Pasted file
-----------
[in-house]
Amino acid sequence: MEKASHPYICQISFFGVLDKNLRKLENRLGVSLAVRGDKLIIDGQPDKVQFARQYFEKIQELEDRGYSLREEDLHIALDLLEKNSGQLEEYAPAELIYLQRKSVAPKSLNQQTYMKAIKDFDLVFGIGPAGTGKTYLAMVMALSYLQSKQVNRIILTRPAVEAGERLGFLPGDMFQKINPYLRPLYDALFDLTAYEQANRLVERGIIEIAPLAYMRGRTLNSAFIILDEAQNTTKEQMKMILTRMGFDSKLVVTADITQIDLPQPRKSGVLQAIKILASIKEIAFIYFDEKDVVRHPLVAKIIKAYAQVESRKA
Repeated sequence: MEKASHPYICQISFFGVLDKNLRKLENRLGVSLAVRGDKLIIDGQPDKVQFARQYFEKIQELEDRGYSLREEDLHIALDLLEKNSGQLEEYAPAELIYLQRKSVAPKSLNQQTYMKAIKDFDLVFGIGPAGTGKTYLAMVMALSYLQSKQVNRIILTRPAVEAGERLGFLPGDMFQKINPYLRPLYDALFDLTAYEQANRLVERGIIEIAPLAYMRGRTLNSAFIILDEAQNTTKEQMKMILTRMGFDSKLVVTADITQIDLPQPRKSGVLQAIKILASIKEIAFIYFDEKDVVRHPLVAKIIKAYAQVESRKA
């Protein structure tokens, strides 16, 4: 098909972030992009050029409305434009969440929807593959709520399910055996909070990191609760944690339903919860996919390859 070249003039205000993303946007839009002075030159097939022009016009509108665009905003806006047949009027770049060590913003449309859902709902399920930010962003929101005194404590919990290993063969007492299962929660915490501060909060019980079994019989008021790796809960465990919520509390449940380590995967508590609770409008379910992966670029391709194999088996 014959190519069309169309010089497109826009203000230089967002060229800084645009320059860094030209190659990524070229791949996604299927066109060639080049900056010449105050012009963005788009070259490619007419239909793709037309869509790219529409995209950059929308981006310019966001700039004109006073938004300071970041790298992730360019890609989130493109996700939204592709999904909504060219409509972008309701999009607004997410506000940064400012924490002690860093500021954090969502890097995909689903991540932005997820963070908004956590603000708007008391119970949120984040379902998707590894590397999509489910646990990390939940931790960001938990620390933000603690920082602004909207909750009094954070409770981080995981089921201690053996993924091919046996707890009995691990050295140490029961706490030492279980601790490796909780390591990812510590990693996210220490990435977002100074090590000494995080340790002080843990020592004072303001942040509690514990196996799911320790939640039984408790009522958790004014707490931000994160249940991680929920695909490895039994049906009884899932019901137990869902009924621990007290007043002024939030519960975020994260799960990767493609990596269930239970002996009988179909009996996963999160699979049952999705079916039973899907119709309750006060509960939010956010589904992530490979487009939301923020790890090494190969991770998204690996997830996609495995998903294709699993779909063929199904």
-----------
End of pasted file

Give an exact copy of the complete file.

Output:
[in-house]
Amino acid sequence: MEKASHPYICQISFFGVLDKNLRKLENRLGVSLAVRGDKLIIDGQPDKVQFARQYFEKIQELEDRGYSLREEDLHIALDLLEKNSGQLEEYAPAELIYLQRKSVAPKSLNQQTYMKAIKDFDLVFGIGPAGTGKTYLAMVMALSYLQSKQVNRIILTRPAVEAGERLGFLPGDMFQKINPYLRPLYDALFDLTAYEQANRLVERGIIEIAPLAYMRGRTLNSAFIILDEAQNTTKEQMKMILTRMGFDSKLVVTADITQIDLPQPRKSGVLQAIKILASIKEIAFIYFDEKDVVRHPLVAKIIKAYAQVESRKA
Repeated sequence: MEKASHPYICQISFFGVLDKNLRKLENRLGVSLAVRGDKLIIDGQPDKVQFARQYFEKIQELEDRGYSLREEDLHIALDLLEKNSGQLEEYAPAELIYLQRKSVAPKSLNQQTYMKAIKDFDLVFGIGPAGTGKTYLAMVMALSYLQSKQVNRIILTRPAVEAGERLGFLPGDMFQKINPYLRPLYDALFDLTAYEQANRLVERGIIEIAPLAYMRGRTLNSAFIILDEAQNTTKEQMKMILTRMGFDSKLVVTADITQIDLPQPRKSGVLQAIKILASIKEIAFIYFDEKDVVRHPLVAKIIKAYAQVESRKA
């Protein structure tokens, strides 16, 4: 098909972030992009050029409305434009969440929807593959709520399910055996909070990191609760944690339903919860996919390859 070249003039205000993303946007839009002075030159097939022009016009509108665009905003806006047949009027770049060590913003449309859902709902399920930010962003929101005194404590919990290993063969007492299962929660915490501060909060019980079994019989008021790796809960465990919520509390449940380590995967508590609770409008379910992966670029391709194999088996 014959190519069309169309010089497109826009203000230089967002060229800084645009320059860094030209190659990524070229791949996604299927066109060639080049900056010449105050012009963005788009070259490619007419239909793709037309869509790219529409995209950059929308981006310019966001700039004109006073938004300071970041790298992730360019890609989130493109996700939204592709999904909504060219409509972008309701999009607004997410506000940064400012924490002690860093500021954090969502890097995909689903991540932005997820963070908004956590603000708007008391119970949120984040379902998707590894590397999509489910646990990390939940931790960001938990620390933000603690920082602004909207909750009094954070409770981080995981089921201690053996993924091919046996707890009995691990050295140490029961706490030492279980601790490796909780390591990812510590990693996210220490990435977002100074090590000494995080340790002080843990020592004072303001942040509690514990196996799911320790939640039984408790009522958790004014707490931000994160249940991680929920695909490895039994049906009884899932019901137990869902009924621990007290007043002024939030519960975020994260799960990767493609990596269930239970002996009988179909009996996963999160699979049952999705079916039973899907119709309750006060509960939010956010589904992530490979487009939301923020790890090494190969991770998204690996997830996609495995998903294709699993779909063929199904």